SEGH Articles

29th International Conference on Environmental Geochemistry and Health - Report from Toulouse

08 September 2013


The 29
th International Conference on Environmental Geochemistry and Health was held in Toulouse from July 8th to 12th 2013. More than 160 scientists from 36 countries attended the conference and presented their work to their colleagues. Moreover more than 90 new SEGH members were made during the week. Prestigious keynote speakers such as J. Nriagu, M. Cave, A. Kappler and R. Mason contributed to the high level of the conference, most of them participating actively in our three special sessions dedicated to arsenic in the Environment, mercury biogeochemistry and metal bioaccessibility. Springer and the SEGH awarded several students for their outstanding oral and poster presentation. Follow them soon on the SEGH website to (re-) discover their work!


The social events like the icebreaker, the typical South West banquet diner, the student off events and two exciting excursions in the Pyrénées Mountains completed the French tableau for a full experience and a successful conference.

We would like to thank once again all the wonderful people who helped us realising this conference as well as the delegates whom travelled from all around the world to share with us their new discoveries.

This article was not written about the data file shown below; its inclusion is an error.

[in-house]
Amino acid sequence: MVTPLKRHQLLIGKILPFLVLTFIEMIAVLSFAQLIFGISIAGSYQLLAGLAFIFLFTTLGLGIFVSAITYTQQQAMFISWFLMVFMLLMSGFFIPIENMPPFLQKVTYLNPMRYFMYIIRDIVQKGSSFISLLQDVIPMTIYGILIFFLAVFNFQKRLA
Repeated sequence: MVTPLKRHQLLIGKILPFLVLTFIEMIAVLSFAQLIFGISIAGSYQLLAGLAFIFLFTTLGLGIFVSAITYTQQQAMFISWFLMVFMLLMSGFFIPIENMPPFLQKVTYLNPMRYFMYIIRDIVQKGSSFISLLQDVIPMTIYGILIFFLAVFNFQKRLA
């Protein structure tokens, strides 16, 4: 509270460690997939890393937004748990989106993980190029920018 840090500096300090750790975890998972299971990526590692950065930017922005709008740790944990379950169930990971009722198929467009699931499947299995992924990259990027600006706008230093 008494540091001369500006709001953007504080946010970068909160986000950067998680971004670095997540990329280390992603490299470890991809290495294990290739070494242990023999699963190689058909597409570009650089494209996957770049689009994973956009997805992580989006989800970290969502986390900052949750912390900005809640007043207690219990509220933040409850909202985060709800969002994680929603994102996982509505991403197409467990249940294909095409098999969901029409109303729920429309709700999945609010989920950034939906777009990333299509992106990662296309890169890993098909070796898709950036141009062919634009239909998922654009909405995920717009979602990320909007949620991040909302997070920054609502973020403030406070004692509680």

"Follow the Toulouse SEGH members on their facebook page:  https://www.facebook.com/PastEnvironmentToulouse

See you in 2014 in Newcastle!

Picture 1: Listening to keynote J. Nriagu’s keynote on the Green Revolution

Picture 2: enjoying an animated outdoor poster session

Picture 3: The conference diner: foie gras and jazz !

 By F. De Vleeschouwer

Photos by N. Markovic

 

 

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Latest on-line papers from the SEGH journal: Environmental Geochemistry and Health

  • Improving arsenopyrite oxidation rate laws: implications for arsenic mobilization during aquifer storage and recovery (ASR) 2018-04-25

    Abstract

    Aquifer storage and recovery (ASR) and aquifer recharge (AR) provide technical solutions to address water supply deficits and growing future water demands. Unfortunately, the mobilization of naturally present arsenic due to ASR/AR operations has undermined its application on a larger scale. Predicting arsenic mobility in the subsurface during ASR/AR is further complicated by site-specific factors, including the arsenic mobilization mechanisms, groundwater flow conditions, and multi-phase geochemical interactions. In order to ensure safe and sustainable ASR/AR operation, a better understanding of these factors is needed. The current study thus aims to better characterize and model arsenic remobilization at ASR/AR sites by compiling and analyzing available kinetic data on arsenic mobilization from arsenopyrite under different aqueous conditions. More robust and widely applicable rate laws are developed for geochemical conditions relevant to ASR/AR. Sensitivity analysis of these new rate laws gives further insight into the controlling geochemical factors for arsenic mobilization. When improved rate laws are incorporated as the inputs for reactive transport modeling, arsenic mobilization in ASR/AR operations can be predicted with an improved accuracy. The outcomes will be used to guide groundwater monitoring and specify ASR/AR operational parameters, including water pretreatment requirements prior to injection.